internet safety

Conversations about internet safety have never been more prevalent than in the era of mass virtual learning. It begs the question: how are schools and parents keeping students safe online as they multiply their hours in front of a computer screen?

Nationwide more than 4,500 cases of predators using chat rooms to prey on children are reported each year, but child advocates believe that number to be much higher since most incidents are not reported, and even higher now that so many children are spending their days on the internet.

"We are extremely strict about what they’re able to access on the internet and not able to access," said Lindsey Collins who is a stay-at-home mom.

Collins' three children work fully virtual for Christ the King Catholic School in Little Rock. Their living room, transformed into an at-home classroom filled with books, calendars and artwork.

Collins says she keeps a close eye on what sites her children access- no YouTube, limited online hours outside of school work and conversations among the family about the dangers of people on the other side of her children's screens.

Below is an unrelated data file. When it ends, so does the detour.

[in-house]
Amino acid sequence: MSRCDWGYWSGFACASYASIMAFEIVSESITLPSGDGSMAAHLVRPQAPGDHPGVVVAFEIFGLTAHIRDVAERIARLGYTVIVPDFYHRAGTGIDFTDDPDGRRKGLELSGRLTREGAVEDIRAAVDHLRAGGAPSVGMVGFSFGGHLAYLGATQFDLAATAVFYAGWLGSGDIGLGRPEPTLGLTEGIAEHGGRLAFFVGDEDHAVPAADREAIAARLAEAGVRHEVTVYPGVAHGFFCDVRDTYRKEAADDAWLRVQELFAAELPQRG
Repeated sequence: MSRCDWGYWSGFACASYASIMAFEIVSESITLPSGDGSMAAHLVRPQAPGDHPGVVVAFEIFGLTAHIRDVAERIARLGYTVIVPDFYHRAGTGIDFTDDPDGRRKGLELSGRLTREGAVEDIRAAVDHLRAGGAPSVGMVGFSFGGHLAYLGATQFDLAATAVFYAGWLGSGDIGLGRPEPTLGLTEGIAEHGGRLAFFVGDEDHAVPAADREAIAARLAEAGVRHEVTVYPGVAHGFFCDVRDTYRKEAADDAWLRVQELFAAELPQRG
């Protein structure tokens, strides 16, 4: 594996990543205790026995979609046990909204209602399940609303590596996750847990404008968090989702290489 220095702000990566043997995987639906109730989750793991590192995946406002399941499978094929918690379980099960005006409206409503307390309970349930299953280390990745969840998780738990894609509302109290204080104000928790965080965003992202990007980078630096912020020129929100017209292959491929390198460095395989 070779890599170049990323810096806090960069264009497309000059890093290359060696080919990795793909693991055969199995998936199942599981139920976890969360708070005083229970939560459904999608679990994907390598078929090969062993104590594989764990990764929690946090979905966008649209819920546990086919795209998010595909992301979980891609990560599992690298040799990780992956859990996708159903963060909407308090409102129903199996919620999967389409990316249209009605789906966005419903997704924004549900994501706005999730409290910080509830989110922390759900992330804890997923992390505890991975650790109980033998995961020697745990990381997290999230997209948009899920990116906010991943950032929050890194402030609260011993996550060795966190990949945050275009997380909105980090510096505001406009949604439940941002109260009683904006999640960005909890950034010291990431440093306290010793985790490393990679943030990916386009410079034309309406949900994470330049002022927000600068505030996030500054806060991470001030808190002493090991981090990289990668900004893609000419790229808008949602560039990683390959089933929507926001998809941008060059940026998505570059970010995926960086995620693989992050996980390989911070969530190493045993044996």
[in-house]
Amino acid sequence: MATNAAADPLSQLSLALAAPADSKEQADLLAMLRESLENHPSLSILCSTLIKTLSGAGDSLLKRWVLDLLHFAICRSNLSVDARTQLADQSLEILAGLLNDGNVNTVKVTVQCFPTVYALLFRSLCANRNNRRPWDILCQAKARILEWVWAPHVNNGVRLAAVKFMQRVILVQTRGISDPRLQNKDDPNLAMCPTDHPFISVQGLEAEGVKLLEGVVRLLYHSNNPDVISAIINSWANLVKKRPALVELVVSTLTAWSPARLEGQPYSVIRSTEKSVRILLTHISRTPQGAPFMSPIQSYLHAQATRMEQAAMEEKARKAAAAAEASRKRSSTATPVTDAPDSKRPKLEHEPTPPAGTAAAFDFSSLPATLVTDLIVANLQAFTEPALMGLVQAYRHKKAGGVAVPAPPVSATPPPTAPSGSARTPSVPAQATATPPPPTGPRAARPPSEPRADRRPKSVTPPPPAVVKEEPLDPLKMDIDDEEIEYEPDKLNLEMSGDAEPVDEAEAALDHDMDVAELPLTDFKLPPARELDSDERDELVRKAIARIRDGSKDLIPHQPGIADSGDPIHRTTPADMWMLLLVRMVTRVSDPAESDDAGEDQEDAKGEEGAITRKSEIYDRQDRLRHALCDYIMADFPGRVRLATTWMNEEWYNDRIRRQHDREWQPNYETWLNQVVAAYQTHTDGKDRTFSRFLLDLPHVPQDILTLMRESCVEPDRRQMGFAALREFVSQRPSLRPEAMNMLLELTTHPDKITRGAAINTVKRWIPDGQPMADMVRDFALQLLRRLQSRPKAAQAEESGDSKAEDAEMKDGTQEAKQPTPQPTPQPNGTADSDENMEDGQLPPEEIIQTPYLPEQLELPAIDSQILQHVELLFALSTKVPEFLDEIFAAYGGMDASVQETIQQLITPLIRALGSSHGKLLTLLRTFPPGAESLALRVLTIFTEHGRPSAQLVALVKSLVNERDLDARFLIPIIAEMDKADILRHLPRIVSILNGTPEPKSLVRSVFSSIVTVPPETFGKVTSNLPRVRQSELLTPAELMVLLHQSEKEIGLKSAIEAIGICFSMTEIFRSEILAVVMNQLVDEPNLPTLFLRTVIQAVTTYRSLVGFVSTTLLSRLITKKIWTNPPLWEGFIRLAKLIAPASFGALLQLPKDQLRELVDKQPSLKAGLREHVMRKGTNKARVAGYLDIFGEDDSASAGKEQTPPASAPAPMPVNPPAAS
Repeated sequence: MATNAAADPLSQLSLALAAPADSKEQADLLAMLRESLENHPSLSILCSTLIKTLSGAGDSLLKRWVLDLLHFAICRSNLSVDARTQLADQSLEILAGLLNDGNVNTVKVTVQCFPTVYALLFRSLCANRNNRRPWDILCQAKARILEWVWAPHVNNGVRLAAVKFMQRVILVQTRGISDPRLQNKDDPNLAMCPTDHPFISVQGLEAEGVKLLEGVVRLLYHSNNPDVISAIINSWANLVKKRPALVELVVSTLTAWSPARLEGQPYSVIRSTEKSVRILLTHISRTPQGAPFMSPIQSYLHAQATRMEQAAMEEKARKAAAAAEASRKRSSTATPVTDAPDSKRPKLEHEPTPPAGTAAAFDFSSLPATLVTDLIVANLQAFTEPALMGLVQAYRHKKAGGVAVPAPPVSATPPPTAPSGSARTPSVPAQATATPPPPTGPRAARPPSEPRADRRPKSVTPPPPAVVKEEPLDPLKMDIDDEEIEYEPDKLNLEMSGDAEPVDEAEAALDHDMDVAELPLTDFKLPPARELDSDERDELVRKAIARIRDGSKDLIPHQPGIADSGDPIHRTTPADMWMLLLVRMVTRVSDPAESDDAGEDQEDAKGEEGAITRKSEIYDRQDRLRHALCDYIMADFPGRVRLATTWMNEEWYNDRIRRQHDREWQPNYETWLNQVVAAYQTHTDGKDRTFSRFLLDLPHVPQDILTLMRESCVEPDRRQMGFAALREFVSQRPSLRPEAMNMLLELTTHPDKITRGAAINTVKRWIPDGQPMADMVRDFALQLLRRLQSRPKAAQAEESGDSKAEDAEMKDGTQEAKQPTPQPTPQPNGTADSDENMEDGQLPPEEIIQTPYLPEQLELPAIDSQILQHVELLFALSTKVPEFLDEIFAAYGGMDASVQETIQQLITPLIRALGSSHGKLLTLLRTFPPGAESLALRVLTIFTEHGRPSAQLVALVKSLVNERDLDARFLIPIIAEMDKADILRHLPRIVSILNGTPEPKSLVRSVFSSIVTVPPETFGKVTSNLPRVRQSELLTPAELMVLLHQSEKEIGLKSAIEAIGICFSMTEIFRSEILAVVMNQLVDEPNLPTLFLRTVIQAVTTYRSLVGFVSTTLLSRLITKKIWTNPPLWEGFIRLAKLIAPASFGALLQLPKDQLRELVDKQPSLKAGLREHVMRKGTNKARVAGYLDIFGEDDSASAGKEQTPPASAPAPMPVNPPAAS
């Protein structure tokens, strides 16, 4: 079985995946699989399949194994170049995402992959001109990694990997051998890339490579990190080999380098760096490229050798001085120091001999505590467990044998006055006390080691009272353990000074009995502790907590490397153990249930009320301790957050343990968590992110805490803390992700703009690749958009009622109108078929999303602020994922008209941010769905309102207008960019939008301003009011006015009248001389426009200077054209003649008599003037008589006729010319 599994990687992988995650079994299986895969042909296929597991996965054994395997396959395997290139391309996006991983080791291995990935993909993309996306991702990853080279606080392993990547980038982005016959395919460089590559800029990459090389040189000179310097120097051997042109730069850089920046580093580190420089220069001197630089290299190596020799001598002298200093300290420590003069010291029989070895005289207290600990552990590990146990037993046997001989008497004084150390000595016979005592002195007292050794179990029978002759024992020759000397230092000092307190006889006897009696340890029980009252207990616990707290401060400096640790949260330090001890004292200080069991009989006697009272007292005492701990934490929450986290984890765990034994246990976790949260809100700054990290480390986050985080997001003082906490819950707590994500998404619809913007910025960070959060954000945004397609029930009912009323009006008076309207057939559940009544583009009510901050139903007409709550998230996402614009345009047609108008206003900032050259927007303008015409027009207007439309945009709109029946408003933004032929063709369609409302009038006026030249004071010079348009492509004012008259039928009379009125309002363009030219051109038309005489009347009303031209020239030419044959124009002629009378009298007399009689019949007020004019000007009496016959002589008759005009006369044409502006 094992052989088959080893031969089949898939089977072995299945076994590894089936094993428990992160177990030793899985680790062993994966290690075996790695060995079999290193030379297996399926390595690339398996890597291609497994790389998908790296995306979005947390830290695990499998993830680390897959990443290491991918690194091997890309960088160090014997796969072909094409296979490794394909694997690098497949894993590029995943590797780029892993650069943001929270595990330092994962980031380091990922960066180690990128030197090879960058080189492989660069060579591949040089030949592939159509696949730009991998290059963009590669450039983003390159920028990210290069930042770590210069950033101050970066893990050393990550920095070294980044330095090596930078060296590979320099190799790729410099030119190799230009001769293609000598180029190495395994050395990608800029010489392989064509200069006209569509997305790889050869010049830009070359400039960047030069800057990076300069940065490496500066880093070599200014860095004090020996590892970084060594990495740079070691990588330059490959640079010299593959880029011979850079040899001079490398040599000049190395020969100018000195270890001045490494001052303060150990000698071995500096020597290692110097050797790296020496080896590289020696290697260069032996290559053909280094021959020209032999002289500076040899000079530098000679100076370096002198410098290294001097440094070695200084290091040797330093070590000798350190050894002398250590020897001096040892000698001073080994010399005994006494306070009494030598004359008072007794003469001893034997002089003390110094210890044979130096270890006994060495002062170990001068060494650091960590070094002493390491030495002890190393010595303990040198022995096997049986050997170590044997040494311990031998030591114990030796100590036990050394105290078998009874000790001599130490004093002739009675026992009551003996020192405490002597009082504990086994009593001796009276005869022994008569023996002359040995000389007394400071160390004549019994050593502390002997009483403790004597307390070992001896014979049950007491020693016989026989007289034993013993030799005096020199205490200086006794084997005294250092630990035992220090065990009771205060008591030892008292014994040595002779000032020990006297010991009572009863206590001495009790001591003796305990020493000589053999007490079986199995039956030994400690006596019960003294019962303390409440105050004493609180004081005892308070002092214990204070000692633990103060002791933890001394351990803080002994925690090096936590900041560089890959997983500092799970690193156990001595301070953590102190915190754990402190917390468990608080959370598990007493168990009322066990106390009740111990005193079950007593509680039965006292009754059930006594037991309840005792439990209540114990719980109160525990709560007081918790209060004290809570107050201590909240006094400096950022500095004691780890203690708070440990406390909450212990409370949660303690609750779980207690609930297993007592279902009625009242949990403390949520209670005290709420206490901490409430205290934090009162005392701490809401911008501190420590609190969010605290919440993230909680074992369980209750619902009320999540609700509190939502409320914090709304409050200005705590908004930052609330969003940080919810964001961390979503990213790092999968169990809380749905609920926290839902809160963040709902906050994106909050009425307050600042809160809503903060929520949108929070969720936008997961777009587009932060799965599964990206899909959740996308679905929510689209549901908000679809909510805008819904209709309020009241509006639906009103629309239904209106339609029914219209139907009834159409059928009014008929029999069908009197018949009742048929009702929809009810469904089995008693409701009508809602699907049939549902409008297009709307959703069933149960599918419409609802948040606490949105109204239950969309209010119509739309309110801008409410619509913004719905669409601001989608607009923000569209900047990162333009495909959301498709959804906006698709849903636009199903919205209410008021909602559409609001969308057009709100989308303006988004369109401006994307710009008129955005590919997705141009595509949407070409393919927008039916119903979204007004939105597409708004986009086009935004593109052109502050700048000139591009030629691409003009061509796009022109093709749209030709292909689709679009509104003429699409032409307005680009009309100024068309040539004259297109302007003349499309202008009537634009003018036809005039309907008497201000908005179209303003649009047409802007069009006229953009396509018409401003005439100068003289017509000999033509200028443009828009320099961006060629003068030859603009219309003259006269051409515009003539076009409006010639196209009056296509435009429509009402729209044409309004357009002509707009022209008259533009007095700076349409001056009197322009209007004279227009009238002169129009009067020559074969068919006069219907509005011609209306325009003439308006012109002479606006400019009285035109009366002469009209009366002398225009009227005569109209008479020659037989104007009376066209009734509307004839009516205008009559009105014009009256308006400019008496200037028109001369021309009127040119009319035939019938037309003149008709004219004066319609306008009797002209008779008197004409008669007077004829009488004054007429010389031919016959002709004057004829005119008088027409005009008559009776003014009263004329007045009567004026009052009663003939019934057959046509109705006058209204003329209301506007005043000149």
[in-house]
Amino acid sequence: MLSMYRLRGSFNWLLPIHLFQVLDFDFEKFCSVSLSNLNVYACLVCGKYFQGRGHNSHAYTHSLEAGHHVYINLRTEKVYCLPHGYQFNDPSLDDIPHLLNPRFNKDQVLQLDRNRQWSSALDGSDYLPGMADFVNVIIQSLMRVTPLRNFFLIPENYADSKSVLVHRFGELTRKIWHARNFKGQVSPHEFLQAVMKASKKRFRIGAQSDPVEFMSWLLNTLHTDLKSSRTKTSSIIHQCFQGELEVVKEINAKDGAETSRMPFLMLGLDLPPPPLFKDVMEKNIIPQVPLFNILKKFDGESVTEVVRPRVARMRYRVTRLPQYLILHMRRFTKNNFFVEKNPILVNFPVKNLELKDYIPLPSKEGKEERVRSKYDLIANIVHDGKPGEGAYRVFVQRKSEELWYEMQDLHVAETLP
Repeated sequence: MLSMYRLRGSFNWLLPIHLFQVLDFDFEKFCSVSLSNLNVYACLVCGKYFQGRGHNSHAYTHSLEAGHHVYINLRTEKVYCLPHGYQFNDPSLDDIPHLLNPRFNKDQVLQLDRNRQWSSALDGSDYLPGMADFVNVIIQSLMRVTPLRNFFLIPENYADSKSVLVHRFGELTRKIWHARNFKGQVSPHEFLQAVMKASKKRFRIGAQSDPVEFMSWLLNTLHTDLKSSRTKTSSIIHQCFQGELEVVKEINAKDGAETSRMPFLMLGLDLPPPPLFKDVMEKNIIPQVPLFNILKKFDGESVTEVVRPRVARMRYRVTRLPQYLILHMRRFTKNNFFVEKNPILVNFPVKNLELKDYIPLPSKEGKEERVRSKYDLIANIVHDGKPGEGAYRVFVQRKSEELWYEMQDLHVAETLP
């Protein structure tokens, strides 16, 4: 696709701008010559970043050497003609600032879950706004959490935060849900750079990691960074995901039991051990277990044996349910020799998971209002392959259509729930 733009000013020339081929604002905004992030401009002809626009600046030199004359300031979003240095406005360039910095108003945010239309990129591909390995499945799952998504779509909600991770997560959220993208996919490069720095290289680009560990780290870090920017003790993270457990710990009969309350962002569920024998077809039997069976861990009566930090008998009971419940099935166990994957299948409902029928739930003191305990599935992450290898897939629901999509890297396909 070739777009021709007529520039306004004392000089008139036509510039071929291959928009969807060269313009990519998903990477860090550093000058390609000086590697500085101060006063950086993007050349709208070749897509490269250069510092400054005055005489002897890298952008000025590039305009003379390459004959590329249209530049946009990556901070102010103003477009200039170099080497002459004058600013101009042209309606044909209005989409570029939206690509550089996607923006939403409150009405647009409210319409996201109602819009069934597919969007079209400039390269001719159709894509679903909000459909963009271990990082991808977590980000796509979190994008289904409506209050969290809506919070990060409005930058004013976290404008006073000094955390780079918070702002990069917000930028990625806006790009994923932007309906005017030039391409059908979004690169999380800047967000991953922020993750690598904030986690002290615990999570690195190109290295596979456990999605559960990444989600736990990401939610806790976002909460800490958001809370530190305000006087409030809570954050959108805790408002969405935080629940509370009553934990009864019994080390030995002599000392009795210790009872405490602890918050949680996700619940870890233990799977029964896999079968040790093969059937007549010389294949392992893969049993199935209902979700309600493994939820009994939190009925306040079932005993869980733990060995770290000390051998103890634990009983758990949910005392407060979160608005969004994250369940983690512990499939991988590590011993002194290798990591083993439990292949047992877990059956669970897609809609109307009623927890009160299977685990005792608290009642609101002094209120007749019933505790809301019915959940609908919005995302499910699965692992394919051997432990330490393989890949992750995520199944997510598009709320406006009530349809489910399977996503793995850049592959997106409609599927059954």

"I can definitely see how this could become a problem if there is a household with two working parents," Collins said.

She knows it's a luxury that she can work so closely with her students online.

For parents who can't work as close with their students, schools rely on teachers.

"One of our most important assets we have are our frontline teachers." said Jimmy Hogg, director of technology for Pulaski County Special School District.

Using a light-speed filter system, PCSSD has the power to block sites online predators are likely to visit on their school-issued Chromebooks. Other applications, like GoGuardian, allow teachers to see in real-time what their students are doing online during class.

Lindsey Collins says she understands the benefits of the internet in regards to education, but that doesn't mean she can't be weary of her children's' safety online. She encourages other parents to be weary, too, and use tools like the Bark App and Kapersky Safe Kids to stay notified on what websites their children are visiting.

"The internet, while a great tool for education and learning, has also opened up a huge world of other information that children don’t need to be seeing," Collins said.